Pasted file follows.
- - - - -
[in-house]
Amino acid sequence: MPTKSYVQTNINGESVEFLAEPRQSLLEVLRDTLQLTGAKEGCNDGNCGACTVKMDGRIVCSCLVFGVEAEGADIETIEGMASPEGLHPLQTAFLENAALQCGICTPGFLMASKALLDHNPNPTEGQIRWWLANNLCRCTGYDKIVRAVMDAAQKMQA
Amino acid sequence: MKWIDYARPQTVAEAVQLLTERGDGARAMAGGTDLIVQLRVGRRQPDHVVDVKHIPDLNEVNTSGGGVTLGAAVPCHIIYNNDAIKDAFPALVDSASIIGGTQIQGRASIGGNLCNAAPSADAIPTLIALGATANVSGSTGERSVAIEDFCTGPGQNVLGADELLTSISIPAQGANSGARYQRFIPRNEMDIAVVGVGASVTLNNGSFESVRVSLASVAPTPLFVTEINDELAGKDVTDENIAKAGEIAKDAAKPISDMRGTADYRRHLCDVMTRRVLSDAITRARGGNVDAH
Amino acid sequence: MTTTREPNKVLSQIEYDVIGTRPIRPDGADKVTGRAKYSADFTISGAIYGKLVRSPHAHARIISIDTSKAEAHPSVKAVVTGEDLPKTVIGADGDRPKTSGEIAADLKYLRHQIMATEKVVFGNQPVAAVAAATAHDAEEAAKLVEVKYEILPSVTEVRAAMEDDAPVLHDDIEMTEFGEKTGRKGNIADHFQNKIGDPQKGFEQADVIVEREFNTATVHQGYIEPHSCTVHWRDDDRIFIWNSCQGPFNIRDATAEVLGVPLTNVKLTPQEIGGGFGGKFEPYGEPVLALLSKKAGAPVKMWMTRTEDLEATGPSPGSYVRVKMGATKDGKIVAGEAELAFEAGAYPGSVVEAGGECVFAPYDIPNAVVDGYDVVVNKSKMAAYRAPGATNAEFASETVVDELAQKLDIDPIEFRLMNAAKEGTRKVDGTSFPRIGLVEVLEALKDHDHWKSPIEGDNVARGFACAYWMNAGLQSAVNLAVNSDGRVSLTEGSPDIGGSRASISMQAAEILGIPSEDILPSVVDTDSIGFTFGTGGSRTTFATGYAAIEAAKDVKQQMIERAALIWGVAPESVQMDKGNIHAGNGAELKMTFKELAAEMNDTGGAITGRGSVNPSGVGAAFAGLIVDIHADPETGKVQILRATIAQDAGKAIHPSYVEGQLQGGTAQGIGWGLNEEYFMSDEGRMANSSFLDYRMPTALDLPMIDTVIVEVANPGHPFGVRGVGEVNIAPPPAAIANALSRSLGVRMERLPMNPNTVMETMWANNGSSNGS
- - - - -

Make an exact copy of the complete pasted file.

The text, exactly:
[in-house]
Amino acid sequence: MPTKSYVQTNINGESVEFLAEPRQSLLEVLRDTLQLTGAKEGCNDGNCGACTVKMDGRIVCSCLVFGVEAEGADIETIEGMASPEGLHPLQTAFLENAALQCGICTPGFLMASKALLDHNPNPTEGQIRWWLANNLCRCTGYDKIVRAVMDAAQKMQA
Amino acid sequence: MKWIDYARPQTVAEAVQLLTERGDGARAMAGGTDLIVQLRVGRRQPDHVVDVKHIPDLNEVNTSGGGVTLGAAVPCHIIYNNDAIKDAFPALVDSASIIGGTQIQGRASIGGNLCNAAPSADAIPTLIALGATANVSGSTGERSVAIEDFCTGPGQNVLGADELLTSISIPAQGANSGARYQRFIPRNEMDIAVVGVGASVTLNNGSFESVRVSLASVAPTPLFVTEINDELAGKDVTDENIAKAGEIAKDAAKPISDMRGTADYRRHLCDVMTRRVLSDAITRARGGNVDAH
Amino acid sequence: MTTTREPNKVLSQIEYDVIGTRPIRPDGADKVTGRAKYSADFTISGAIYGKLVRSPHAHARIISIDTSKAEAHPSVKAVVTGEDLPKTVIGADGDRPKTSGEIAADLKYLRHQIMATEKVVFGNQPVAAVAAATAHDAEEAAKLVEVKYEILPSVTEVRAAMEDDAPVLHDDIEMTEFGEKTGRKGNIADHFQNKIGDPQKGFEQADVIVEREFNTATVHQGYIEPHSCTVHWRDDDRIFIWNSCQGPFNIRDATAEVLGVPLTNVKLTPQEIGGGFGGKFEPYGEPVLALLSKKAGAPVKMWMTRTEDLEATGPSPGSYVRVKMGATKDGKIVAGEAELAFEAGAYPGSVVEAGGECVFAPYDIPNAVVDGYDVVVNKSKMAAYRAPGATNAEFASETVVDELAQKLDIDPIEFRLMNAAKEGTRKVDGTSFPRIGLVEVLEALKDHDHWKSPIEGDNVARGFACAYWMNAGLQSAVNLAVNSDGRVSLTEGSPDIGGSRASISMQAAEILGIPSEDILPSVVDTDSIGFTFGTGGSRTTFATGYAAIEAAKDVKQQMIERAALIWGVAPESVQMDKGNIHAGNGAELKMTFKELAAEMNDTGGAITGRGSVNPSGVGAAFAGLIVDIHADPETGKVQILRATIAQDAGKAIHPSYVEGQLQGGTAQGIGWGLNEEYFMSDEGRMANSSFLDYRMPTALDLPMIDTVIVEVANPGHPFGVRGVGEVNIAPPPAAIANALSRSLGVRMERLPMNPNTVMETMWANNGSSNGS